The walk was truly enjoyable because of the pleasant weather. Even though it was bit cold at around 8 degrees, the sun was shining bright and there were no signs of rain. The direction was straightforward, since there was only one road, I just had to head on straight until I reached my destination. If I had any complaint though, it would be because the walk took me an hour or so (even though I was told I needed only half an hour), excluding my lunch break, I didn’t notice I took that much time since I was busy relishing the scenery.

lake chuzenji

lake chuzenji nikko
resort area in Nikko

nikko travel
 thinking of problems I left in Manila @_@

japan lake
last shot of Lake Chuzenji

my very decent meal for 1000 JPY with an amazing view

It was not until two in the afternoon when I finally arrived at Kegon Falls, the 100-meter waterfall that is also regarded as one of the top three best falls in the country alongside Fukuroda Falls in Ibaraki and Nachi Falls in Wakayama. This waterfall serves as exit for the waters coming from Lake Chuzenji, so the water surge is powerful in any season, except during winter where it is said that the falls can freeze solid.

kegon waterfalls

I was feeling drowsy to the point where I wanted to sleep in the public benches (this is one of my talents). This is most likely due to my early wake-up call and the effect of the relaxing stroll along the lake. In my head, I would have wanted to see more views of the falls, since we only have limited view from the free observation platform, but my body was unwilling. The paid platform would have taken me to the base of the waterfall for a 500-yen fee, as well as give me better photo opportunities. At this point, I just hurried to the nearest bus stop and luckily, the bus going to Nikko center arrived just as I did. If I had planned this better and had much more time, I would have also gone to the Akechidaira Observatory, wherein one could get an amazing bird’s eye view of both Lake Chuzenji and Kegon Waterfall!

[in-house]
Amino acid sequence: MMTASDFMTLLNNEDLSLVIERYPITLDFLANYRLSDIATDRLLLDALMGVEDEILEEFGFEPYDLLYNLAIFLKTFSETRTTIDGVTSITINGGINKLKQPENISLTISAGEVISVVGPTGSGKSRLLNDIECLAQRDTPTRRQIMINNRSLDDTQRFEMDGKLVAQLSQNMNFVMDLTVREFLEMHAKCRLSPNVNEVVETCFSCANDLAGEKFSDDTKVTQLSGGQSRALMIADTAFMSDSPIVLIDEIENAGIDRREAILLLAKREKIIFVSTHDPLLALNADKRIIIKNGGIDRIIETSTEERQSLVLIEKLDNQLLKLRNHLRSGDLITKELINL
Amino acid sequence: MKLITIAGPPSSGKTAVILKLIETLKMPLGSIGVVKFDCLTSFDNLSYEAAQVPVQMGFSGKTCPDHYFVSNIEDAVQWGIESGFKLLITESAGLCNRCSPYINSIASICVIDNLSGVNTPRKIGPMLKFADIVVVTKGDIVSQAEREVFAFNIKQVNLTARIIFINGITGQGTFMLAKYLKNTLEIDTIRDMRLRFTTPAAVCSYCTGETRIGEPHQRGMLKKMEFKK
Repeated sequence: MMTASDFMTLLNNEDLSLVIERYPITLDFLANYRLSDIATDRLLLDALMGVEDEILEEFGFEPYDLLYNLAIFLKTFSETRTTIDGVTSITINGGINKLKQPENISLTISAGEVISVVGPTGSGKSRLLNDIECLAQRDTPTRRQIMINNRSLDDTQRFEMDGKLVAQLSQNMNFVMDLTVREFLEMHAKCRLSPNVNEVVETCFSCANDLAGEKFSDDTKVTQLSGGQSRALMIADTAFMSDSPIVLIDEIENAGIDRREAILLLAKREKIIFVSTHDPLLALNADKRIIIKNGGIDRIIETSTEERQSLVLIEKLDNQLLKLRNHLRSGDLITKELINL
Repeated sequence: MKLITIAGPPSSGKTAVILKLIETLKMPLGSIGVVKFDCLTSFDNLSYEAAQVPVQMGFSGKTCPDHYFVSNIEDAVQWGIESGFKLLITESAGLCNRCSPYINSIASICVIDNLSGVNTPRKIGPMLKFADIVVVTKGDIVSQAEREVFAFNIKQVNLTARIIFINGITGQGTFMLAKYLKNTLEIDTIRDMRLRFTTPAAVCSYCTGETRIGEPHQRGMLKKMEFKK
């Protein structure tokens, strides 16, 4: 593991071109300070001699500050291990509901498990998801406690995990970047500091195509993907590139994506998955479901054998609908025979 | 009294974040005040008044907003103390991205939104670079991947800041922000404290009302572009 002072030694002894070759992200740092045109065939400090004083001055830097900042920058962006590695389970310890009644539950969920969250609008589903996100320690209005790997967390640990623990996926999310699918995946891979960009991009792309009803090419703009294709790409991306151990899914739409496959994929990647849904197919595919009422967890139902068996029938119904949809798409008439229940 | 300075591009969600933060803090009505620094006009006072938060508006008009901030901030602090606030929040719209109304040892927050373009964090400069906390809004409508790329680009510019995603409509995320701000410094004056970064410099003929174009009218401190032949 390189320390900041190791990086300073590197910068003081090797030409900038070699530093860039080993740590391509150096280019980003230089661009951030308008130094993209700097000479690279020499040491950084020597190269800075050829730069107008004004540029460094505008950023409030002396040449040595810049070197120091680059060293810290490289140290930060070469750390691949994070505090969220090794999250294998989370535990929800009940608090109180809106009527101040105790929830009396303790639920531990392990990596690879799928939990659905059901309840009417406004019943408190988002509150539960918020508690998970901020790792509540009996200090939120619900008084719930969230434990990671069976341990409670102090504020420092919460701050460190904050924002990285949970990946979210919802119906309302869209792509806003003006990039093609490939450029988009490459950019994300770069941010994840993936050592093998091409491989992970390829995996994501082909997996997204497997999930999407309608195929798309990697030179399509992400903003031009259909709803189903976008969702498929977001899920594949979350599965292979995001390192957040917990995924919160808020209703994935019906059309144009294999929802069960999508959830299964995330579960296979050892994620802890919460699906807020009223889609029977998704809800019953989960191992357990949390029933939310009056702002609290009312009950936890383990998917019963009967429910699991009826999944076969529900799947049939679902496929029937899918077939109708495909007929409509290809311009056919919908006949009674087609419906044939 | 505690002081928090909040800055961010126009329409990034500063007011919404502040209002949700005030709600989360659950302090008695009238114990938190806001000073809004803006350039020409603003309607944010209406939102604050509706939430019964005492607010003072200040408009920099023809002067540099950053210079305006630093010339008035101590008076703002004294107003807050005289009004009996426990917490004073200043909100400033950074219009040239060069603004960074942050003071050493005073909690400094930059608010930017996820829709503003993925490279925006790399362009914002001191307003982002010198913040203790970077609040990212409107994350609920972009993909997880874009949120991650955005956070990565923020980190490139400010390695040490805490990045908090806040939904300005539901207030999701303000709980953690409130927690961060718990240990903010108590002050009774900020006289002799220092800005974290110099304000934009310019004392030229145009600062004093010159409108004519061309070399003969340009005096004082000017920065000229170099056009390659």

Most buses pass by the Irohazaka Winding Road, and because of its zigzagging route, I wasn’t able to get a successful power nap, so I just did my best to get some z’s while still trying to get more of the scenic views of Nikko. I heard some locals talking about how this was also the same view that they saw at the Akechidaira Observatory, I felt relieved that I didn’t miss much. I was finally able to doze off.

Irohazaka Winding Road
the lovely view of Irohazaka Winding road from the bus

I woke up when I felt the soft sunlight in my face, I looked around and Mr. Sun is already preparing to set. I panicked for a bit and hurriedly checked my watch for the time which read 3:30. I thought I still had enough time. I was planning to go to Toshogu, but there was a long traffic build-up and we were stuck at the same location for about 15 minutes or so. I just opted to alight at the nearest bus stop, even though the driver warned me that Toshogu was still quite far from where we were (I wonder how he knew where I planned to go), he just waved me off with a “Ki wo tsuketekudasai! / Take care!” Hayy. Told you the Japanese are so nice!

nikko traffic

I was still in a daze trying to get my bearings, was I right to get off the bus? I figured then that I probably still had enough time to walk around and observe my surroundings before I proceed to my next destination. As I went to Family Mart to buy some snacks, I noticed a map detailing different signs and eateries around this area. I got curious and inquired about it to the staff who gladly helped despite being busy handling all the customers by herself. She specifically noted an area called “Kanmangafuchi” and told me to look out for the jizo statues, specifically 70 statues who are said to be the guardians of the river and the deceased.

nikko

As I ventured on, I realized the map was not that much of a help to me. The entire area is residential and so it was quite difficult to locate where I was and where I needed to go. At this point, I noticed an area with wonderful foliage. This was the first time I finally saw autumn colors here in Japan, since in my first three days in Tokyo, everything was still relatively green or yellow-ish. I went inside the premises, checking if there were signs to ‘Keep out’ or ‘Do not enter’.

japan cemetery

nikko autumn
the first fiery trees I have seen after four days in Japan

nikko foliage

japan jizo